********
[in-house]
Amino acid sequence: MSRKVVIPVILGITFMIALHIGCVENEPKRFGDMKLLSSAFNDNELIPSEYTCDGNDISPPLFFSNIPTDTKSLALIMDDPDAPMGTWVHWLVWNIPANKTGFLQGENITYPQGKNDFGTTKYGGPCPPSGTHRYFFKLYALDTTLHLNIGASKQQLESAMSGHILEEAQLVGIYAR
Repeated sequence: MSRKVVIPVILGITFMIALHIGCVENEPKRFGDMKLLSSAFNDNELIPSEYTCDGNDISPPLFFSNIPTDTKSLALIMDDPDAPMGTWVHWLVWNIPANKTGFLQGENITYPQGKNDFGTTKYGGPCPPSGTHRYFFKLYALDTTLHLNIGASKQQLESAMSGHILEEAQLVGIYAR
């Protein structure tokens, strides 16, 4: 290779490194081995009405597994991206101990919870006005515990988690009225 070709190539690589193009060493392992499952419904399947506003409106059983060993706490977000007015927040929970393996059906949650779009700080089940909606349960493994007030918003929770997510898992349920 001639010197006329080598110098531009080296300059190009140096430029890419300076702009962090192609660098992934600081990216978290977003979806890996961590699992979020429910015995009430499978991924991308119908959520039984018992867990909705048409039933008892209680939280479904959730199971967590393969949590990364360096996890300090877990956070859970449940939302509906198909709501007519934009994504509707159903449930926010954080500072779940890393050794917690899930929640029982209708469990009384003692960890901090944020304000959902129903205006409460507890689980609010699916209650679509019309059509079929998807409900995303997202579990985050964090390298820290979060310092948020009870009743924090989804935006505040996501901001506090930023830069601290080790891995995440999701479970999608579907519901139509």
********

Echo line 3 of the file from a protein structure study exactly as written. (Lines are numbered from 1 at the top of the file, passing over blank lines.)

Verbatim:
Repeated sequence: MSRKVVIPVILGITFMIALHIGCVENEPKRFGDMKLLSSAFNDNELIPSEYTCDGNDISPPLFFSNIPTDTKSLALIMDDPDAPMGTWVHWLVWNIPANKTGFLQGENITYPQGKNDFGTTKYGGPCPPSGTHRYFFKLYALDTTLHLNIGASKQQLESAMSGHILEEAQLVGIYAR